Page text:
Meanwhile there were tectonic shifts in world politics, such as the end of the Cold War, the 46-year-long period of geopolitical tension between the USA and the former Soviet Union and their allies that saw countries such as Kenya being pulled in new directions.

In 1991, the then American president, George HW Bush referred to the establishment of a New World Order, signifying that change was coming and no nation would remain untouched.

Under siege from within and without, President Moi and the ruling Kanu party were pressured to make economic and political changes in the way Kenya was being run. These changes, especially the economic ones dictated by Western donor nations, the International Monetary Fund and the World Bank, would push the country into a decade and more of pain and darkness that tested all Kenyans.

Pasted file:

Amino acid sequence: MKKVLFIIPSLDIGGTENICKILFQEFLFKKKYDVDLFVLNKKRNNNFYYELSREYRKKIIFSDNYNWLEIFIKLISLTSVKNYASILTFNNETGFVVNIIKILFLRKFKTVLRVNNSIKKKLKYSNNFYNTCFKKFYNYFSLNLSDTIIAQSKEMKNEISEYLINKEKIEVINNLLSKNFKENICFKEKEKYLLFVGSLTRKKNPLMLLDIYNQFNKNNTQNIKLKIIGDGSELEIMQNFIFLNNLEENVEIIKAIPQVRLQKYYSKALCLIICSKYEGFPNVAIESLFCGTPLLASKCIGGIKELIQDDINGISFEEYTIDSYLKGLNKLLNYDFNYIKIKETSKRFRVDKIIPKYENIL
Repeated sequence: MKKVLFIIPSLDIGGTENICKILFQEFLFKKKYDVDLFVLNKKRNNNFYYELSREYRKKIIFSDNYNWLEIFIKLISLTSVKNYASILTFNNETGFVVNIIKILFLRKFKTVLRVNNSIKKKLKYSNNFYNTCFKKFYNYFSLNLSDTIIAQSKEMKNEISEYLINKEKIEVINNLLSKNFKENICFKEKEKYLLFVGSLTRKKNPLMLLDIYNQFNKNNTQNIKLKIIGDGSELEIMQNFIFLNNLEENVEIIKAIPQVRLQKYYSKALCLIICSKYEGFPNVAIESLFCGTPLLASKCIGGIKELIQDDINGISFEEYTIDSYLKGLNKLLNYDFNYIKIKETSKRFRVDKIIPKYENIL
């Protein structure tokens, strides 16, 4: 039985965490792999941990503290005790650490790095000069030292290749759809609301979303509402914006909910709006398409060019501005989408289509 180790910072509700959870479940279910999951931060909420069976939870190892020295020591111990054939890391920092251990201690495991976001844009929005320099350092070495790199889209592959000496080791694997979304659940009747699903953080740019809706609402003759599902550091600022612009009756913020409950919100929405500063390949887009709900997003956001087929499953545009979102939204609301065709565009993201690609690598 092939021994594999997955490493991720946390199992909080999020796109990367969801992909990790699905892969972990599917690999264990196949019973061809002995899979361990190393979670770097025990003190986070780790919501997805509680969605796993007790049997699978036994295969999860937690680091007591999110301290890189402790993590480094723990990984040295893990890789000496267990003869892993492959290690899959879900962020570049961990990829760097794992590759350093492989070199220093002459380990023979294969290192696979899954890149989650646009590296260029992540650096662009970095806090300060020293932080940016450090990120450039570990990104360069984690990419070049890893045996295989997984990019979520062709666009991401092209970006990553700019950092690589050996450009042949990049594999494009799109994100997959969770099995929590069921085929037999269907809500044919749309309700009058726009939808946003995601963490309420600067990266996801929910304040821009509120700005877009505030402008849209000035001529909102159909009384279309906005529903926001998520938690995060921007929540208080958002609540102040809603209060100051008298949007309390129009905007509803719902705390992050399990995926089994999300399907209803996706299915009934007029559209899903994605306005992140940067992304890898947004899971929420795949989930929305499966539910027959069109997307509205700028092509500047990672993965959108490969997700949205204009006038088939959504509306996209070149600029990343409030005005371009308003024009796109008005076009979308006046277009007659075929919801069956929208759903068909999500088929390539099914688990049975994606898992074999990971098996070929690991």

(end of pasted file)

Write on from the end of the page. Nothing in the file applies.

During the last couple of months, contemporary headlines and news stories about issues such as the economy and their relation to the IMF and the World Bank, and the social impact they are having and will continue to have in the foreseeable future, have reminded me of similar scenarios in the late 1980s and early 1990s.

Under siege from within and without, President Moi and the ruling Kanu party were pressured to make economic and political changes in the way Kenya was being run.

I recently joked on Twitter that if I were a conspiracy theorist I might believe that Kamau Thugge, the current governor of the Central Bank, who began his working life and spent 20 years at the IMF before joining the Kenya government in 2005 or thereabouts, was an “IMF sleeper agent”.